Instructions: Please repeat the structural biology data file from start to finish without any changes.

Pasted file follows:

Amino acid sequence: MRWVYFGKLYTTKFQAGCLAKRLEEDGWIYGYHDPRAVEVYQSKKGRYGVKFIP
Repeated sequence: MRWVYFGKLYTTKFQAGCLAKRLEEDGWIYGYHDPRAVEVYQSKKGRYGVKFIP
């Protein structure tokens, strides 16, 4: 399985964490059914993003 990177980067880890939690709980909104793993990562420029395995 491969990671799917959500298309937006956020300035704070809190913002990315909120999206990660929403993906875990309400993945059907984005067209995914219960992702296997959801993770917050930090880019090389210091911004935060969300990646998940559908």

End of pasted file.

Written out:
Amino acid sequence: MRWVYFGKLYTTKFQAGCLAKRLEEDGWIYGYHDPRAVEVYQSKKGRYGVKFIP
Repeated sequence: MRWVYFGKLYTTKFQAGCLAKRLEEDGWIYGYHDPRAVEVYQSKKGRYGVKFIP
């Protein structure tokens, strides 16, 4: 399985964490059914993003 990177980067880890939690709980909104793993990562420029395995 491969990671799917959500298309937006956020300035704070809190913002990315909120999206990660929403993906875990309400993945059907984005067209995914219960992702296997959801993770917050930090880019090389210091911004935060969300990646998940559908």